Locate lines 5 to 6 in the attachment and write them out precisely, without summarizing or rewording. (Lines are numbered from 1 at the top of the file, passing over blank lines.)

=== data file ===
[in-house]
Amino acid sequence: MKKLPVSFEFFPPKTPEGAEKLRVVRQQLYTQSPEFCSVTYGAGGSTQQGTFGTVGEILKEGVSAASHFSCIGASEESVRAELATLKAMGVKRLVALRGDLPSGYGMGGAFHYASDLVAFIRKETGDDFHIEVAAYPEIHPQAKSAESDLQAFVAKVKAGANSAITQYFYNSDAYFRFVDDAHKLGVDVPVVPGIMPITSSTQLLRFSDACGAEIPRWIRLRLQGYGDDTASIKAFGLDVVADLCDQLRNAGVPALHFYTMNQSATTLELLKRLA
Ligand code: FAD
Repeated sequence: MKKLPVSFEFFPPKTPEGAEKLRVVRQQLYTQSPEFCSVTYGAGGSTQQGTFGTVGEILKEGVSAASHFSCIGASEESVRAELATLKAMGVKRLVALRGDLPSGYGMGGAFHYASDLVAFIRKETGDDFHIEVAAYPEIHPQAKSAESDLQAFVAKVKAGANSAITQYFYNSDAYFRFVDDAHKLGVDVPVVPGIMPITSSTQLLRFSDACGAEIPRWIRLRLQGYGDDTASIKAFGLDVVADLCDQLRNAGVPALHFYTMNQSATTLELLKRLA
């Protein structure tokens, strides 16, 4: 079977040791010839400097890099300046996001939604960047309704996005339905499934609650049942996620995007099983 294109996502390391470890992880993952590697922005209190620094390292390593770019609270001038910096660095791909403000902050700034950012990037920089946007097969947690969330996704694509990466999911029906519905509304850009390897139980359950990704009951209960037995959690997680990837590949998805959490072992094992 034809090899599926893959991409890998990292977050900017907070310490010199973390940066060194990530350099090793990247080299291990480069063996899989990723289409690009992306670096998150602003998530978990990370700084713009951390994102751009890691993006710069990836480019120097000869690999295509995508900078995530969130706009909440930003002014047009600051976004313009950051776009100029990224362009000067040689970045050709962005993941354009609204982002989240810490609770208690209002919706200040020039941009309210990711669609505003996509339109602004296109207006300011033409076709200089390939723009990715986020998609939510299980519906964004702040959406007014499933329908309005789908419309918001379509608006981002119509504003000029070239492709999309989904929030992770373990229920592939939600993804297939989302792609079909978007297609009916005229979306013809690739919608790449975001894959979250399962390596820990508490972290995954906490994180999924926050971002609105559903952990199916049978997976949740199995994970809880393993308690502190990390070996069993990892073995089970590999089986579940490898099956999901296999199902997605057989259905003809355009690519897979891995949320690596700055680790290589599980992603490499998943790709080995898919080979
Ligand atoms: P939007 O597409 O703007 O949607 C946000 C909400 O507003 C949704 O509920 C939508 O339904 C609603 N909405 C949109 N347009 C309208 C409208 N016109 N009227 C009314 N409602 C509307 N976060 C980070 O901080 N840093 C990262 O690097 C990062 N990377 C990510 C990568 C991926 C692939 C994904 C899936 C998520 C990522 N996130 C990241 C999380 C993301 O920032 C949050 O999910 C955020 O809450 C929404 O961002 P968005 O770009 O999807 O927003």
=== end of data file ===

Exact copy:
């Protein structure tokens, strides 16, 4: 079977040791010839400097890099300046996001939604960047309704996005339905499934609650049942996620995007099983 294109996502390391470890992880993952590697922005209190620094390292390593770019609270001038910096660095791909403000902050700034950012990037920089946007097969947690969330996704694509990466999911029906519905509304850009390897139980359950990704009951209960037995959690997680990837590949998805959490072992094992 034809090899599926893959991409890998990292977050900017907070310490010199973390940066060194990530350099090793990247080299291990480069063996899989990723289409690009992306670096998150602003998530978990990370700084713009951390994102751009890691993006710069990836480019120097000869690999295509995508900078995530969130706009909440930003002014047009600051976004313009950051776009100029990224362009000067040689970045050709962005993941354009609204982002989240810490609770208690209002919706200040020039941009309210990711669609505003996509339109602004296109207006300011033409076709200089390939723009990715986020998609939510299980519906964004702040959406007014499933329908309005789908419309918001379509608006981002119509504003000029070239492709999309989904929030992770373990229920592939939600993804297939989302792609079909978007297609009916005229979306013809690739919608790449975001894959979250399962390596820990508490972290995954906490994180999924926050971002609105559903952990199916049978997976949740199995994970809880393993308690502190990390070996069993990892073995089970590999089986579940490898099956999901296999199902997605057989259905003809355009690519897979891995949320690596700055680790290589599980992603490499998943790709080995898919080979
Ligand atoms: P939007 O597409 O703007 O949607 C946000 C909400 O507003 C949704 O509920 C939508 O339904 C609603 N909405 C949109 N347009 C309208 C409208 N016109 N009227 C009314 N409602 C509307 N976060 C980070 O901080 N840093 C990262 O690097 C990062 N990377 C990510 C990568 C991926 C692939 C994904 C899936 C998520 C990522 N996130 C990241 C999380 C993301 O920032 C949050 O999910 C955020 O809450 C929404 O961002 P968005 O770009 O999807 O927003």